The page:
Tuesday, 17 April 2018

BITE-SIZED REVIEW: Eyes of Laura Mars (Irvin Kershner, 1978)

When photographer Laura Mars (Faye Dunaway) has a nightmare about a murder from the POV of the killer, she dismisses it as a dream. But then she begins to experience these visions during the daytime - and people are turning up dead...

A glossy Hollywood run at an Italian giallo* thriller, based on a script (co)written by horror luminary John Carpenter and directed by the guy behind The Empire Strikes Back? From the outside, Eyes of Laura Mars sounds great. As a big Carpenter fan, Eyes... was one of those movies that I have always been curious to see. I had heard mixed things, so I never felt a great urge to seek it out.

The Academy held a screening of this movie the other night, so I finally had an opportunity to check it out. Maybe it was because I watched it an hour after another movie, but I was a bit let down by this one.

The acting is good, most of the technical elements are fine, but there is something underwhelming about this movie that I can't really put my finger on. For a thriller it is not very thrilling, and as a romance it is a little bland.

The big miss for me is how it flirts with being an Americanised giallo without ever committing to the genre's less 'mainstream' elements: the ultra-violence; the perverse sexuality; the surrealism.

Granted, from a Hollywood perspective I can see certain elements that might seem hard to take, but the movie is so staid I spent the movie waiting for some kind of turn or shock that elevate the movie. NOPE.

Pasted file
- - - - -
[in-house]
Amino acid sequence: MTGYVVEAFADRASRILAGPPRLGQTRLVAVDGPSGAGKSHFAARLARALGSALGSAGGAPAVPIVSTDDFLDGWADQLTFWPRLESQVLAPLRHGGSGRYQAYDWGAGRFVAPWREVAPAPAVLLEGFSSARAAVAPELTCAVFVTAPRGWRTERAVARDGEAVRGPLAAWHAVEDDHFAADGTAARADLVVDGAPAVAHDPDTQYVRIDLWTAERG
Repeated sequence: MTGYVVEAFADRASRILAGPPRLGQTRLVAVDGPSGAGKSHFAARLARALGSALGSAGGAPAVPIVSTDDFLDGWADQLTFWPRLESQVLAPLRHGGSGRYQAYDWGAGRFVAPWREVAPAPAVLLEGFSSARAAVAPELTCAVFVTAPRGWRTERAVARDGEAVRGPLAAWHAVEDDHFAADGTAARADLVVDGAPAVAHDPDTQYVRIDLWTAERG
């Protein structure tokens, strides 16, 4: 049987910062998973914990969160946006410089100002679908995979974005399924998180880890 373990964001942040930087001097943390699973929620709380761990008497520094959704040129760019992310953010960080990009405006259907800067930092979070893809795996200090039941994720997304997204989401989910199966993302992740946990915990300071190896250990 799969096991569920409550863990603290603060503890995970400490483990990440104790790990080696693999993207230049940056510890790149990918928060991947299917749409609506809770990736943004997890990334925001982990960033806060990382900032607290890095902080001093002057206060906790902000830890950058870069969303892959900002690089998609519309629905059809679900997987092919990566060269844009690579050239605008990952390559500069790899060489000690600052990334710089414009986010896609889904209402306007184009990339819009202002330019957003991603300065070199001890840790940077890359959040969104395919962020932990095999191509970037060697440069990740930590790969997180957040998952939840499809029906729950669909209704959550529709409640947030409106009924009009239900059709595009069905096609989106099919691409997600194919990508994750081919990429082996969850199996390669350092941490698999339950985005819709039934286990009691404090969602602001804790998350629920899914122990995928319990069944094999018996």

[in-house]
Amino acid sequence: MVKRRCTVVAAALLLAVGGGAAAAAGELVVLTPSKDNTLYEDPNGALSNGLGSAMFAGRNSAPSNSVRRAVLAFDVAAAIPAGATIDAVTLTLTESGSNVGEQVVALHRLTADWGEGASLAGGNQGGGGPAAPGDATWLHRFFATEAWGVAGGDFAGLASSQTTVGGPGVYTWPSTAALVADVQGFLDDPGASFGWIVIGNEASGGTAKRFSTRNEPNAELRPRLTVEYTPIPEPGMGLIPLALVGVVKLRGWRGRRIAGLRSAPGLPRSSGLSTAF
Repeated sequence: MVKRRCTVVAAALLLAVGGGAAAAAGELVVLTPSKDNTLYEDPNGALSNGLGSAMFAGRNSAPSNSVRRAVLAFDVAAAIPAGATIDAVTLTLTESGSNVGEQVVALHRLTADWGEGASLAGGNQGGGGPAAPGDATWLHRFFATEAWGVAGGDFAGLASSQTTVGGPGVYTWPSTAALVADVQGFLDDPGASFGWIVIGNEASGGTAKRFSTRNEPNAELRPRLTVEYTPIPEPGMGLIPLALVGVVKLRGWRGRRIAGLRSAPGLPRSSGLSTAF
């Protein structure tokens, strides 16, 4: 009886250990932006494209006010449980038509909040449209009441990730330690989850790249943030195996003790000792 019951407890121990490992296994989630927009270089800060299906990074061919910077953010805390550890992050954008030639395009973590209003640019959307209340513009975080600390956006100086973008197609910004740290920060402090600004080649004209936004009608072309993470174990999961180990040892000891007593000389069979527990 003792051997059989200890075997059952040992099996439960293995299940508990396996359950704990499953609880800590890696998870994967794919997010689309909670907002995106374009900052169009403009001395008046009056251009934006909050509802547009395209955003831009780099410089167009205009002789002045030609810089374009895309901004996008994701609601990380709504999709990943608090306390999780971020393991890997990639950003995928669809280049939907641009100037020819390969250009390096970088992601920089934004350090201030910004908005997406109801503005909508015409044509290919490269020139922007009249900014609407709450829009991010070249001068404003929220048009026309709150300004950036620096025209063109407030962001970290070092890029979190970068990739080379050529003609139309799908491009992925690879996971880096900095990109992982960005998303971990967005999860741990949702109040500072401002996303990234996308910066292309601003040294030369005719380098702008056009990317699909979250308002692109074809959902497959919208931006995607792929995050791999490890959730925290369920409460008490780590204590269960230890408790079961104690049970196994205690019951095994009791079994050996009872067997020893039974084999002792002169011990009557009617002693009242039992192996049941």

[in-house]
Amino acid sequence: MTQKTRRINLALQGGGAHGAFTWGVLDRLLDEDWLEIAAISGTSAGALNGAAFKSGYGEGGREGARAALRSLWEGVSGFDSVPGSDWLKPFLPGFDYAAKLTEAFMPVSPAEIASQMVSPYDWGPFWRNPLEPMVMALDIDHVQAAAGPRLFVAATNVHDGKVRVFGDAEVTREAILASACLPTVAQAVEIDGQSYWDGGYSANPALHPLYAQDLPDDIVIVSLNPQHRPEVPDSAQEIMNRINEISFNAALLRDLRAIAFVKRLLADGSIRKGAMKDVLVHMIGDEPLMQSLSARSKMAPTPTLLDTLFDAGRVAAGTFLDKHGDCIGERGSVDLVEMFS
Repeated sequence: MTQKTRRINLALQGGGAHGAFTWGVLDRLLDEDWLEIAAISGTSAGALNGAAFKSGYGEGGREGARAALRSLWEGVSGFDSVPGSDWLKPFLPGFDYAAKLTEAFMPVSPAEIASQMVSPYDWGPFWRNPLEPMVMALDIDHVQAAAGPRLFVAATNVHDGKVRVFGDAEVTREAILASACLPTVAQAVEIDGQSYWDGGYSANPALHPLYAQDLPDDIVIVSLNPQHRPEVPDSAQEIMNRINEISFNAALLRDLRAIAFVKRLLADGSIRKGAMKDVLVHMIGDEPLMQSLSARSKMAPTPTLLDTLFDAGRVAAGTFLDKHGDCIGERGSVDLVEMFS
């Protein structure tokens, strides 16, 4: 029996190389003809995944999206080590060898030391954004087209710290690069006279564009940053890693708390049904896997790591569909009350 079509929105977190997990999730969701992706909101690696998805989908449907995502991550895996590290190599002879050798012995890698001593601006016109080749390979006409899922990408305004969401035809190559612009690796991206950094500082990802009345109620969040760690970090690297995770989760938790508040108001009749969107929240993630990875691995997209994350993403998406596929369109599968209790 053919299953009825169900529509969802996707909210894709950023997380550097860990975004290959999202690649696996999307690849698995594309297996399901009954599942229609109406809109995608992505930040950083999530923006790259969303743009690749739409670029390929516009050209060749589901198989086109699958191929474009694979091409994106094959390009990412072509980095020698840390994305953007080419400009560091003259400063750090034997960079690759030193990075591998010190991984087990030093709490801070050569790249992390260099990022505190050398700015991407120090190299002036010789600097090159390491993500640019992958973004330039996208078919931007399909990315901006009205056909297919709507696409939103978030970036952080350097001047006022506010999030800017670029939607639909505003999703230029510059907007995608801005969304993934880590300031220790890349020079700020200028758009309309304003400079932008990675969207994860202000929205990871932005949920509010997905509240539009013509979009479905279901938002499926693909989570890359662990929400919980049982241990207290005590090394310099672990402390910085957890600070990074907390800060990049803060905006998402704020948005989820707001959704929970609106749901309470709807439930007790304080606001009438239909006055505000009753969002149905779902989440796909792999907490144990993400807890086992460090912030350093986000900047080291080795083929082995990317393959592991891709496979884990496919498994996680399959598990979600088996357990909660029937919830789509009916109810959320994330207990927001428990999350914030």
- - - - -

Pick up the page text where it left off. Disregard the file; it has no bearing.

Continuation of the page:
One element that the film could have used was a more convoluted plot-line: my favourite giallo generally have a nightmarish quality, a sense of unpredictability that you would not find in a conventional Hollywood thriller.  Eyes of Laura Mars is too clean and sanitised for its own good. There is something inherently weird and unsettling about the central concept, but the movie does nothing with the potential implications of the idea. The movie winds up as a 70s update of the female entrapment thrillers of the 40s and 50s (think Gaslight, The Spiral Staircase or Midnight Lace).

The movie might have worked as a moderately compelling thriller if the killer's POV shots were executed well. Sadly, they are the killing blow that throw the movie off completely. These visions are accomplished by a handheld camera rather than a steadicam. At the time, this was a relatively new invention, but it is ironic that, in the same year this movie was released, original scripter John Carpenter's Halloween delivered a seamless POV sequence on a sliver of the budget.

On the bright side, the photography (by The Candidate's Victor J. Kemper) is mostly slick, and the score by Artie Kane does the heavy lifting to make Laura's visions feel vaguely disturbing.

Eyes of Laura Mars is the kind of movie that could probably benefit from a re-do. Check it out if you are a Carpenter completionist, or want to see Tommy Lee Jones, Brad Dourif(!) and Raul Julia(!!!) as young people.

*Giallo is the name given to a run of (generally) super-violent murder mysteries made in Italy from the mid-60s to the late 70s. Key films include Mario Bava's Blood and Black Lace, Dario Argento's Deep Red and Lucio Fulci's Don't Torture A Duckling.

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